Nik Nazmi, also Seri Setia assemblyman, was charged under Section 9(1) of the PAA on May 17 last year for failing to notify police 10 days prior to the Blackout 505 rally at the Kelana Jaya Stadium on May 8. He was acquitted by the Court of Appeal on April 25.
The police called to inform the Nik Nazmi that he would be “recharged” under Section 9(5) of the Peaceful Assembly Act (PAA) 2012 tomorrow, his lawyer Latheefa Koya told Malay Mail Online.
ASP Lim from the Petaling Jaya district police headquarters told Malay Mail Online that he is not at liberty to release information regarding the matter.
Surendran was the lawyer who led the challenge against the Peaceful Assembly Act (PAA), which led to the Court of Appeal ruling on April 25 that Section 9 (5) of the Peaceful Assembly Act (PAA) providing for punishment for failure to give 10 days’ notice to the authorities before a protest was unconstitutional.
Lawyer gives A-G 48 hours to file contempt of court against top cop
Lawyer N. Surendran has given 48 hours, from tomorrow, to Attorney-General Tan Sri Abdul Gani Patail to file a contempt of court against the country’s top cop for ignoring the Court of Appeal decision that allows Malaysians to assemble without fear.
He said the statement by Inspector-General of Police (IGP) Tan Sri Khalid Abu Bakar had put the administration of justice in disrepute and that itself was an act of contempt.
According to national news agency Bernama, Khalid had said police had begun probing into Thursday’s anti-GST rally in Kuala Lumpur for allegedly violating several conditions of the Peaceful Assembly Act (PAA), including failure to give 10-day notice before holding the assembly and bringing smoke bombs, flares and weapons to the gathering.
“I will write to the A-G on Monday to institute contempt proceedings against the IGP as his statement is a blatant disregard and a flagrant flouting of the Court of Appeal decision.
“I will give him 48 hours due to the urgency of the matter, failing which I will do so myself,” he told The Malaysian Insider.
4:41PM May 3, 2014
10-day assembly notice stays, says top cop
The requirement for organisers to furnish police with a 10-day advance notice before a rally, as stipulated under the Peaceful Assembly Act 2012 (PAA), is still in effect despite a recent Court of Appeal ruling declaring it unconstitutional to punish those who do not comply.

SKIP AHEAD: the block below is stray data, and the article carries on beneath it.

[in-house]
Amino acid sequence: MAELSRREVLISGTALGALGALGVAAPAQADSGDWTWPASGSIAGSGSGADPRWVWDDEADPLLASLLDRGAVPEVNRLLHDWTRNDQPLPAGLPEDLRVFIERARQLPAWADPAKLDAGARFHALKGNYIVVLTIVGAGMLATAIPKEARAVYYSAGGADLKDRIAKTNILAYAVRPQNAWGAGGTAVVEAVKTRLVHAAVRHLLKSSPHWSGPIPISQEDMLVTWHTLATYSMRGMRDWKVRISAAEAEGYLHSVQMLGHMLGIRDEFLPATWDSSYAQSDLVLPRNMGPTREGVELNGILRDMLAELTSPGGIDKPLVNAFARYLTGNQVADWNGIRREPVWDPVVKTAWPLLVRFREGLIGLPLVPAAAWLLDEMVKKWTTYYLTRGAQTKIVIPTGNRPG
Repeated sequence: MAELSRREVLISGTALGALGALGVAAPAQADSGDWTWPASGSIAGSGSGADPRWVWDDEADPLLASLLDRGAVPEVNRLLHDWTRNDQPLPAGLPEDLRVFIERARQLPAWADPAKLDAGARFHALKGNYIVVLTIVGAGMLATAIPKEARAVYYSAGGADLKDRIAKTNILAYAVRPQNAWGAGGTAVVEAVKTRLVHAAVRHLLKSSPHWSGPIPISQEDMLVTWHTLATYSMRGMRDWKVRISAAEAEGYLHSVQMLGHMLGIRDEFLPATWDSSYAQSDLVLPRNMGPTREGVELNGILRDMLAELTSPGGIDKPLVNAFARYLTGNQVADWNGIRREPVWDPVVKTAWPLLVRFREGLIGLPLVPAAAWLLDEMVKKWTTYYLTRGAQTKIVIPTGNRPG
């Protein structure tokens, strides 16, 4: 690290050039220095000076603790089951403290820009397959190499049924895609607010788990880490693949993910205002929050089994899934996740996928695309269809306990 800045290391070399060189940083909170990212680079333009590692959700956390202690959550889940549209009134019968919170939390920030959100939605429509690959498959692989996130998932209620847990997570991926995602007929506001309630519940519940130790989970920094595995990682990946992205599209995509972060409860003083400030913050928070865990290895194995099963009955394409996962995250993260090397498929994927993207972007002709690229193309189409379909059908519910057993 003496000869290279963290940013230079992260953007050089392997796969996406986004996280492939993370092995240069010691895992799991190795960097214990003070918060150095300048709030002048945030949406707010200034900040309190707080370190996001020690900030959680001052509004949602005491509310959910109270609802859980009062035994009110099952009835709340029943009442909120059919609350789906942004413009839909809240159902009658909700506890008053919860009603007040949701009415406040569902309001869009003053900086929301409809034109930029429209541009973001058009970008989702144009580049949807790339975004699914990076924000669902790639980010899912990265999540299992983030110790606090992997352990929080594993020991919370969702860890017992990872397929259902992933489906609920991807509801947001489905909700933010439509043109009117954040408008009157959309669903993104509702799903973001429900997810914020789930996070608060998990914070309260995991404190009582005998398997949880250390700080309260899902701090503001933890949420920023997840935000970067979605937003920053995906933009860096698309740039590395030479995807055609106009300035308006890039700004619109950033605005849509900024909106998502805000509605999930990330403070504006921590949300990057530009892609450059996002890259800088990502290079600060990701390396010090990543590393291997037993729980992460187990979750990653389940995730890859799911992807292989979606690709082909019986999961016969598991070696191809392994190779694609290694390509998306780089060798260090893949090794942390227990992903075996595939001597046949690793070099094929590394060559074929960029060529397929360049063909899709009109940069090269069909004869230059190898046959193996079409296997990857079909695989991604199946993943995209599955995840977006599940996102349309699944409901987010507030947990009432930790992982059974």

According to Inspector-General of Police Khalid Abu Bakar, this is due to the fact the Attorney-General Chamber’s is appealing the April 25 ruling.
Hence, Khalid said this renders Section 9(1) of the PAA “still relevant” and “still good”.
Section 9 (1) stipulates the requirement for the 10 days’ notice while Section 9(5) punishes those who do not adhere to it.
“As long as the matter is under appeal, the legal requirement is still relevant and we (police) will enforce it,” he said.
7:39AM Apr 29, 2014
Ipoh judge ignores COA ruling on PAA
Two Sessions Court judges yesterday meted different rulings on the application of Section 9(5) of the Peaceful Assembly Act (PAA) 2012, which has been declared unconstitutional by the Court of Appeal last Friday.
Section 9(1) of the law stipulates that organisers of a public assembly must provide 10 days notice to the police, while Section 9(5) stipulates that violating Section 9(1) is an offence.
In Kuala Lumpur, Sessions judge Azman Mustapha granted a discharge not amounting to acquittal against Badrul Hisham Shaharin, Edy Nor Reduan and Mohamed Bukhairy Sofian. The trio were charged under Section 9(5).
But in Ipoh, Sessions judge Rushan Lutfi Mohamed refused to do the same for Mohammad Anuar Zakaria, who was charged under the same law.
His lawyer N Surendran had pleaded to the court to take heed of the Court of Appeal ruling but to no avail. The judge said that he would provide the grounds of the ruling on May 16.
Tuesday April 29, 2014 MYT 7:15:19 AM
Court: 10-day notice to hold peaceful assembly is irrational
PUTRAJAYA: The 10-day notice requirement in the Peaceful Assembly Act is an irrational demand that renders the freedom to assemble urgently, illusory.
The Court of Appeal, in a set of landmark written judgments released yesterday, ruled that the prohibitive Section 9 of the Act (PAA) was also unreasonable and unconstitutional.
Justice Mah Weng Kwai ruled in his judgment that the right to a peaceful assembly should only be restricted reasonably and not prohibited. He said the requirement for the notice far outweighed the relative “inconvenience” caused by the occasion of the assembly.
“I am of the considered view that the restriction imposed by Section 9(1) and Section 9(5) of PAA is not reasonable as it amounts to an effective prohibition against urgent and spontaneous assemblies.”
The restriction, Justice Mah added, meant that it would be impossible for an organiser to call for a spontaneous assembly without being threatened with prosecution.
He said further that the 10-day notice requirement has rendered the freedom to hold spontaneous and urgent assemblies illusory.
“A participant in a peaceful assembly held without the 10-day notice commits no wrong whereas the organiser will be held criminally liable under Section 9(5) for not having given the 10-day notice, notwithstanding that the impugned assembly was held peacefully and without arms,” he said.
Justice Hamid Sultan Abu Backer, in his 42-page judgment, said that restrictions imposed cannot be arbitrary or excessive.
“In my considered view, if the assembly itself was peaceful then a penal sanction against the organisers will not qualify for any intended protection having direct nexus or proximity to Article 10(2) of the Federal Constitution (which guarantees the freedom of speech, assembly and association).”